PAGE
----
The Dardick 1500 was a magazine-fed revolver designed by David Dardick in the 1950s. His patent was granted in 1958, and somewhere between 40 and 100 of the guns were made in 1959, before the company went out of business in 1960. The concept was based around a triangular cartridge (a “tround”) and a 3-chambered, open-sided cylinder. This wasn’t really of direct benefit to a handgun, but instead was ideal for a high rate of fire machine gun, where the system did not need to pull rounds forward or backward to chamber and eject them. In lieu of military machine gun contract, Dardick applied the idea to a sidearm.
The Model 1500 held 15 rounds, inside a blind magazine in the grip. It was chambered for a .38 caliber cartridge basically the same as .38 Special ballistically. A compact Model 1100 was also made in a small numbers, with a shorter grip and correspondingly reduced magazine capacity (11 trounds). A carbine barrel/stock adapter was also made. The guns were a complete commercial failure, with low production and lots of functional problems. Today, of course, they are highly collectible because of that scarcity and their sheer mechanical weirdness.
Sold for $4,888 in the December 2019 RIA Premier auction.
A… Magazine fed… Revolver… That fires triangular rounds?!
That’s gotta be hands down one of the dumbest ideas I’ve ever heard.
Really gotta give him props on the design though. It looks like a cool weapon out of Star Wars, and that box got some incredibly modern design for the 1950’ies! It looks like it was designed yesterday. (The box that is!)
“(…)A… Magazine fed… Revolver… That fires triangular rounds(…)”
A… Magazine fed… Revolver… That fires triangular rounds… with cartridge cases made of polymer (remember that year is 1958, well before that anyone produced polymer automatic pistol en masse) and also buried bullet.
Interestingly municion suggest: http://municion.org/Dardick/Dardick.htm that even more untypical solution – single cartridge case with 3 bullets of caliber .17 (“triplex”). Was it supposed to be used with 3 barrels (or 3-bore-1-barrel)?
Use of the term “drilling” would indicate three barrels, no? Very curious.
Just because similar ideas or parts of the concept were used later, still doesn’t make it a good idea.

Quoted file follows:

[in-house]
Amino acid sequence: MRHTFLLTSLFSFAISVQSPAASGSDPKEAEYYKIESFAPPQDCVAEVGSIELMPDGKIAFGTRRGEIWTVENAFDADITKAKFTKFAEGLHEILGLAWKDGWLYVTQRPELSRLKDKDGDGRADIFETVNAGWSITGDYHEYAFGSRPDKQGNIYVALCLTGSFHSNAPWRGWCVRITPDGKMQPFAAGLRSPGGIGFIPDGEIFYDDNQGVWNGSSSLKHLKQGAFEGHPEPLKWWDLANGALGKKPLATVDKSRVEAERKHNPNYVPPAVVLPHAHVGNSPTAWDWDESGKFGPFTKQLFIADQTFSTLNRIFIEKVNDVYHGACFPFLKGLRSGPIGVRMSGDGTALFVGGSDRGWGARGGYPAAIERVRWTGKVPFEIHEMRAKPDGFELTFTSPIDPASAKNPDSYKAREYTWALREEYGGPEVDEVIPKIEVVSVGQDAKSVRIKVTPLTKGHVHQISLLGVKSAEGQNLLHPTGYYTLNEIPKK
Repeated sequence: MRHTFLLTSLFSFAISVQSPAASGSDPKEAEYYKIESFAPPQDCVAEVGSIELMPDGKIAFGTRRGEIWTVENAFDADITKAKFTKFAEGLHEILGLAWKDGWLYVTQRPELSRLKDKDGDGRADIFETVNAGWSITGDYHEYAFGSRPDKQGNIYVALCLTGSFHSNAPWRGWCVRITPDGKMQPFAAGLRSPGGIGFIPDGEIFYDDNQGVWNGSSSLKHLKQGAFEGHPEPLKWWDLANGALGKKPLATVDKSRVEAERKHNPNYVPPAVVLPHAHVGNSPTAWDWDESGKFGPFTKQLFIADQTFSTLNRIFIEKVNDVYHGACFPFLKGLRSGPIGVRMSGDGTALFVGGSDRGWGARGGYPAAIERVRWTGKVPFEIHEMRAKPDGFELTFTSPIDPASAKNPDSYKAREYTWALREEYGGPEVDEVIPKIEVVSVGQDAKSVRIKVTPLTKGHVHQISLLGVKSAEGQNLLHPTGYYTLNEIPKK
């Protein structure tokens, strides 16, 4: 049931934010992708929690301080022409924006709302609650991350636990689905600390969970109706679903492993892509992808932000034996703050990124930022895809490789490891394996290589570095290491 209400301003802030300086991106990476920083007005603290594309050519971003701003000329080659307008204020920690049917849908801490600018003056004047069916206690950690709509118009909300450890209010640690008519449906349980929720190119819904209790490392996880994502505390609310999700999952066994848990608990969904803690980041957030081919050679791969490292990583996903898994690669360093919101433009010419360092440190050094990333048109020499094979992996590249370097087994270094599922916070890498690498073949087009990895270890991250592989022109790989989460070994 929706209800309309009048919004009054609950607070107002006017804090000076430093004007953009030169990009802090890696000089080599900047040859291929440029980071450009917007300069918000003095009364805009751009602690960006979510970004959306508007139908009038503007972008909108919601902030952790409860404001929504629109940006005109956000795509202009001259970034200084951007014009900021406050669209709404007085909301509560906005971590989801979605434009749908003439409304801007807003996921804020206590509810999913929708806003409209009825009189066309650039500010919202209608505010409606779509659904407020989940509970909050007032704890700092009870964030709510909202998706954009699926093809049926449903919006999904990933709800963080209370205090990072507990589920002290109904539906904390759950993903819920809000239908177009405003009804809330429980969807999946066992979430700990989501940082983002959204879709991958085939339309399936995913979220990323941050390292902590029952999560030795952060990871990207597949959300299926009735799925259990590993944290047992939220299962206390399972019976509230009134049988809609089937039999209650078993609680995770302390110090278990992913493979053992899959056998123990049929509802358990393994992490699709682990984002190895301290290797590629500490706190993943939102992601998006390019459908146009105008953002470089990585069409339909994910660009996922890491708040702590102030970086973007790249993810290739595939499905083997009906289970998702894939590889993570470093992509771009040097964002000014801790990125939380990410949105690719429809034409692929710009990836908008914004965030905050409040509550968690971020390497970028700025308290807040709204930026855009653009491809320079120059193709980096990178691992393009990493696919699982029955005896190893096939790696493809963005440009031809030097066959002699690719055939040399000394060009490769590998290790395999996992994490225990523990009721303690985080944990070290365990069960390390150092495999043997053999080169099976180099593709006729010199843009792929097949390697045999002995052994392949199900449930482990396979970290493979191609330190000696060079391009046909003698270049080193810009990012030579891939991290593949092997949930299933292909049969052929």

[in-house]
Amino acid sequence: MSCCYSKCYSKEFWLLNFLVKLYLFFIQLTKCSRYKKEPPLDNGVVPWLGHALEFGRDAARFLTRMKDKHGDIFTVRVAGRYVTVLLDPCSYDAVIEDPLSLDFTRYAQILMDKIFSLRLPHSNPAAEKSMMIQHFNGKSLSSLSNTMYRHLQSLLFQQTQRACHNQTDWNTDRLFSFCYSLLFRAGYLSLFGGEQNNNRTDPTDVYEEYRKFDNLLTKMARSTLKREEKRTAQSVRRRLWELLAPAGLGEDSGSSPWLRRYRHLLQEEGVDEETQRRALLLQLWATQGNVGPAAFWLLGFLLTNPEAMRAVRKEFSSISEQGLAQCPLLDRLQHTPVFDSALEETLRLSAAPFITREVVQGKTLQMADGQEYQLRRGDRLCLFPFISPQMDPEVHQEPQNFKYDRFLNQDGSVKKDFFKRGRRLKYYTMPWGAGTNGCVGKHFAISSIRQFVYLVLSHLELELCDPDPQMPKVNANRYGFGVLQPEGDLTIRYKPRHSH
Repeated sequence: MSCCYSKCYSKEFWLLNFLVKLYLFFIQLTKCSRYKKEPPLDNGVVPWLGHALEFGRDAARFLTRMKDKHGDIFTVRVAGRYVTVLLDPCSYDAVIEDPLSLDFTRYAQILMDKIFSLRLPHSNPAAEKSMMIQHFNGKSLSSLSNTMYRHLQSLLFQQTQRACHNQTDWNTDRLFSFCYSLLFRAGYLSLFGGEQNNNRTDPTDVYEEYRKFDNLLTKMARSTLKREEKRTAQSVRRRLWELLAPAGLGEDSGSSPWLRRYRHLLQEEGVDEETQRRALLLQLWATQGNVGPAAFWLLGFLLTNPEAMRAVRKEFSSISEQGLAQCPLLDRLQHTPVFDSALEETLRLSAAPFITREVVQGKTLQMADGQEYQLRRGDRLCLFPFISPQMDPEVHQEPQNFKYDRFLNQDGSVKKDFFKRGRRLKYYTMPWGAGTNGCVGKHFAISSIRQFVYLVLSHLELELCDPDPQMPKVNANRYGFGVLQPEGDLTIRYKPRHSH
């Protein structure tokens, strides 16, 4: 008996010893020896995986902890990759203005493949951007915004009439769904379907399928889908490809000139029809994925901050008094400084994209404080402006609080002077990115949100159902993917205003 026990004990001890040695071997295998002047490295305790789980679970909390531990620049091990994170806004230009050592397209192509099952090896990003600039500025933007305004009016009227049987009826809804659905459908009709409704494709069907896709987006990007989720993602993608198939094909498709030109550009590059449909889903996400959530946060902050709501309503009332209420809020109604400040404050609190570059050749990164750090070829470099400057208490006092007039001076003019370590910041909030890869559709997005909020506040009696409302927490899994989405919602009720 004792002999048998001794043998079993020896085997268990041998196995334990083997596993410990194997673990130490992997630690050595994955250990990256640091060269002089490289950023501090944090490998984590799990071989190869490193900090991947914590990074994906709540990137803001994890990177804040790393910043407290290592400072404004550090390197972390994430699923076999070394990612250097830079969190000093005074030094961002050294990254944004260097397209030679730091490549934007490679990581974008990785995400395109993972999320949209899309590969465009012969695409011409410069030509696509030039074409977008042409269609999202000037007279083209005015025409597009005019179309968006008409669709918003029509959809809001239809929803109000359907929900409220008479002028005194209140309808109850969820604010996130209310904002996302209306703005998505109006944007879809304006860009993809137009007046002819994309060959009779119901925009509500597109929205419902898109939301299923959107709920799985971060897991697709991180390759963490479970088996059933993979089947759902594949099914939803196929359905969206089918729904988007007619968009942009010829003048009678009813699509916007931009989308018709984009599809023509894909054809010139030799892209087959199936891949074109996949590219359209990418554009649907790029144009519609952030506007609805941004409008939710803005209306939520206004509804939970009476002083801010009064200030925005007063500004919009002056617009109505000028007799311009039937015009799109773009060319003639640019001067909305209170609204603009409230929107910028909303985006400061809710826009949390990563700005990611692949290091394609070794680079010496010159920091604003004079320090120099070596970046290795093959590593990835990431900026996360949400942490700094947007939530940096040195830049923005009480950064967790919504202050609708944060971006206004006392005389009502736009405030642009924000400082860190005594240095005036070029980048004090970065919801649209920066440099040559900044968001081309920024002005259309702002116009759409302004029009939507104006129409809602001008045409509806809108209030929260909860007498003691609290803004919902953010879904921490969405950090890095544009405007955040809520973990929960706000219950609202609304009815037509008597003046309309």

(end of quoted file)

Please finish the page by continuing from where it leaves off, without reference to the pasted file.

What problem is this guy trying to solve? Revolvers have an advantage over automatic guns in terms of reliability. Automatic guns have other advantages. Rather than “the best of both worlds” with this gun you get the worst of both systems. A revolver with the possibility of feeding problems.
As for the triangular polymer rounds, that is something that possibly might make sense for a military. But in a handgun not so much.
I’m guessing that triangular rounds were necessary to slide in under the top strap while maintaining as much contact as possible between the tround top and the bottom of the top strap. A round round which slid in from the side would leave a lot of unsupported case not in contact with the top strap. If the bottom of the top strap were round to match a round case, a round could not slide in from the side.
“(…)What problem is this guy trying to solve?(…)”
You seems to be overlooking fact that year was 1959. Back then in U.S.A. most automatic pistols have single-stack magazine, so back then capacity 15 must look like really high capacity for handgun. Also it is not self-loading arm, so you might use cartridges with smaller powder charge if you wish, without hindering reliability.
We need to see a 2-Gun Action challenge pitting the Dardick against the Gyrojet.
Two guys were involved in the Dardick gun. One was an engineer and wanted to make a machine gun. The other one was more of a businessman and wanted to start off with a handgun, which was a wrong decision.
This concept, as indicated, is more applicable to small-to-medium caliber flak cannons or aircraft guns, which can afford to be externally powered up, preferably cycled with electric motors. The lack of a cycling bolt takes a potential weakness out of the system, namely the extraction phase. The downside is if a cartridge fails to eject from the cylinder, but good quality ammunition and well done maintenance should prevent such a failure. I could be wrong.
In 1950s Great Britain, somewhat similar solution was tested code-named “NUTCRACKER”:
unlike DARDICK it was supposed to have two rotors, with half-of-cylinder shaped orifices. This system would require very tight timing, to avoid firing of cartridge when not fully closed. Little is known about it, whyabouts of it cancelling remain unknown.
I noticed that when Ian inserted the “tround” into the loading port, he had it backwards; the bullet facing the firing pin. I would say this would be a mistake that could be made all too easily when reloading under stress, especially in the dark, and could cost the shooter- such as a police officer- their life.
That said, the application of this system to a very high RoF weapon is obvious. It would be an entirely reasonable system for a DEFA or ADEN-type revolver-breech aircraft cannon, for instance. The main limit there would be keeping the RoF low enough not to overheat the single barrel, even with ram-air cooling from a 300 KT plus slipstream. A FAAD system, like the old German Gepard Flakpanzer or the Russian 2K22 Tunguska, would almost certainly need liquid cooling of the gun tube(s).